Indian Country: Staying Connected, Overcoming Distance

Indian Country Connectedness.png
Indian Country: Staying Connected, Overcoming Distance by Jordan Engel, 2018

Recent studies show that American Indian communities have some of the highest rates of domestic travel, and are more likely to be connected on social media with each other. While the data doesn’t indicate precisely where American Indians are traveling, the fact that many native communities are connected on Facebook seems to suggest that they are meeting up with one another. This trend is particularly apparent in the upper Great Plains and the Four Corners region, where the overall population density is low, but many counties rank proportionately high in native population.

The distances that native communities go to remain in touch with each other speaks to traditional social systems as well as the history of colonization. In precolonial times, when nomadism was still common among many native peoples, tribes would travel great distances together to meet for annual trade rendezvouses, or to perform sacred ceremonies together. After the mass-displacement of entire tribes because of early Indian removal policies, and later because of residential schools and the 1956 Indian Relocation Act, tribes were dispersed and relatives were often separated by hundreds of miles. Maintaining relationships with those distant relatives meant long trips or communicating through other methods. Today, that primarily means social media platforms like Facebook.

The Facebook data used in the map was recently published in the New York Times.

“This map shows an index of connectedness, created using friendship links between pairs of anonymous Facebook users from a snapshot of the platform in April 2016. The researchers aggregated the links at the county level, so neither the Times nor other academics working with the data can identify individual users within it, or how many Facebook users live in each county. Because counties with more people invariably have links to more places, this map rescales the index to account for differences in population. The darker the color, the greater the relative likelihood that any two people living in two different counties are connected on Facebook.”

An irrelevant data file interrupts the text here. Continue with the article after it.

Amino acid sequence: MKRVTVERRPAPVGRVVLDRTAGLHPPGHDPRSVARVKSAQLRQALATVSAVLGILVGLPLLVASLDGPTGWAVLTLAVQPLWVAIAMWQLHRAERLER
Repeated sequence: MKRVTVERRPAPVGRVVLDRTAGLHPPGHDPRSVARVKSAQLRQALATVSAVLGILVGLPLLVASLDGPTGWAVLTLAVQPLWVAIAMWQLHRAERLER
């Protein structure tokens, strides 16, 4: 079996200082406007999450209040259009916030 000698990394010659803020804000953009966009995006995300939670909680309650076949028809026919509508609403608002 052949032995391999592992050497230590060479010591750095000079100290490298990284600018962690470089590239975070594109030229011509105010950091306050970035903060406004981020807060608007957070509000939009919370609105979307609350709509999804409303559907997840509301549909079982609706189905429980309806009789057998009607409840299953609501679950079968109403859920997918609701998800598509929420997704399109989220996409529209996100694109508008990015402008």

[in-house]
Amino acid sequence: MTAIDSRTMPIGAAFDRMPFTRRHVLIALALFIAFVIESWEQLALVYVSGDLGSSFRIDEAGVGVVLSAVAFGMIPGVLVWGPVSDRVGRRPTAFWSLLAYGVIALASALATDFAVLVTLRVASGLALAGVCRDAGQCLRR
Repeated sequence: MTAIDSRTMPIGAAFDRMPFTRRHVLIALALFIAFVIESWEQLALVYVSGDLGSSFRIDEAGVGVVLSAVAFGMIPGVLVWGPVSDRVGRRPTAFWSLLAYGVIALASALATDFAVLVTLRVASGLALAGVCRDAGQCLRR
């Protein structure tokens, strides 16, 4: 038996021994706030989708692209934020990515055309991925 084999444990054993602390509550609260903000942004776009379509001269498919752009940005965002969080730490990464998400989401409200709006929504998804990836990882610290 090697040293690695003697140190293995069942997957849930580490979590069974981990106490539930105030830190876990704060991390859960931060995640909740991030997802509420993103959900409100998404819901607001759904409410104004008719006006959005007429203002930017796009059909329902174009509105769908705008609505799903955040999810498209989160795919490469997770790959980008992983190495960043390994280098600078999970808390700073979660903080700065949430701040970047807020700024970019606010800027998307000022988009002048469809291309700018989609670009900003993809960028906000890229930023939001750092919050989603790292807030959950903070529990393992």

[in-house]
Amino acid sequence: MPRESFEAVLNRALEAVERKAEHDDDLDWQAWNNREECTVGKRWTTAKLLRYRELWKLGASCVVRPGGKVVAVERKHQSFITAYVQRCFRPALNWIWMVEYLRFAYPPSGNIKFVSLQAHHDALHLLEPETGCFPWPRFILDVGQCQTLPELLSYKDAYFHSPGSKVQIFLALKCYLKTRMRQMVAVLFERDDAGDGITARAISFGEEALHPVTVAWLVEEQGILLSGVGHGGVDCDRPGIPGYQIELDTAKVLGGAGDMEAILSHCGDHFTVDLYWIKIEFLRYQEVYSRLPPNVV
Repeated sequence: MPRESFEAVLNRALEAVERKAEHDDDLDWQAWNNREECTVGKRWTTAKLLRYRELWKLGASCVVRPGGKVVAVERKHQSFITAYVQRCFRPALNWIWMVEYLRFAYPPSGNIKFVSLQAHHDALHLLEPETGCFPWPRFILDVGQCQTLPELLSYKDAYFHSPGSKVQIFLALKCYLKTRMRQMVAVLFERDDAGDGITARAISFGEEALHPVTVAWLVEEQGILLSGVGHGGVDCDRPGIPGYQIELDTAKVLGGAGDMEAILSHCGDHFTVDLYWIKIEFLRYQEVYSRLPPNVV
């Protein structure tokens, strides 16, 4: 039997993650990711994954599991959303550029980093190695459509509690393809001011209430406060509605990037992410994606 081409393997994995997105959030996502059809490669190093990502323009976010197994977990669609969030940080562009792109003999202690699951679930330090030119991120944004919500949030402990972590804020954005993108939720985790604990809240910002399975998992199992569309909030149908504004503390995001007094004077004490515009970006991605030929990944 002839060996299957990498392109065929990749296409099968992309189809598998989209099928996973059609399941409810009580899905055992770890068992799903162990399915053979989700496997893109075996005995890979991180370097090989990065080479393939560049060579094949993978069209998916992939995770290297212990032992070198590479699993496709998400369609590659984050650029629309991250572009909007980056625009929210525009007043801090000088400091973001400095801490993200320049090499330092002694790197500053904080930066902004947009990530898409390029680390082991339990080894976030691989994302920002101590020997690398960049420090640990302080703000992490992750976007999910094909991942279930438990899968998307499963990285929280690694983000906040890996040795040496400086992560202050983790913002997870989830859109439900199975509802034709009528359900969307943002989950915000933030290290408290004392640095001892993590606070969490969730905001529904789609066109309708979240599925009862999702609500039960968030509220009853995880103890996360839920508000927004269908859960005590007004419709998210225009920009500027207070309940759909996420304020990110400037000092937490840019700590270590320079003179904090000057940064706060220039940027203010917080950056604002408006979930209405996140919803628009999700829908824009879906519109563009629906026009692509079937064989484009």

For this map, we featured Apache County, Arizona to demonstrate the connectedness of Indian Country because it is 73% American Indian, and is home to the Navajo and Fort Apache Reservations, but the connectedness is still apparent when looking at many other indigenous-majority counties.

The Pan-Indian gatherings of the 20th and 21st centuries, like the Society of American Indians, the American Indian Movement, Idle No More, and Dakota Access Pipeline protests, further bonded distant communities. After the American Indian Religious Freedom Act of 1978, when natives could finally openly practice their sacred ceremonies, many also began to travel to attend Sun Dances, potlaches, and peyote ceremonies, epitomized by the annual Sun Dance at Crow Dog’s Paradise on the Rosebud Reservation – an annual assembly of indigenous people hailing from ‘Canada’ all the way to ‘South America.’ And lets not forget the many inter-tribal celebrations, socials, and powwows.

In modern times, all this driving has an unfortunate effect: Indian Country is disproportionately afflicted by automobile accidents. As this map shows, the US counties with the highest rates of transport-related mortality are those which are home to Indian reservations in the Southwest and Great Plains.

Indigenous unity is a testament to the power to overcome oppression, but even more, it’s a sign that some bonds cannot be broken.

Wikipedia – Percent American Indian and Alaska Native, 2000
New York Times – Facebook County Friendships, 2018
Geometrx – Domestic Travel, 2013

This map can be reused under the Decolonial Media License 0.1.


One comment

  1. Isn’t “indian” a colonial name for indigenous turtle islanders? For example, 15th century Europeans who thought they were in India?


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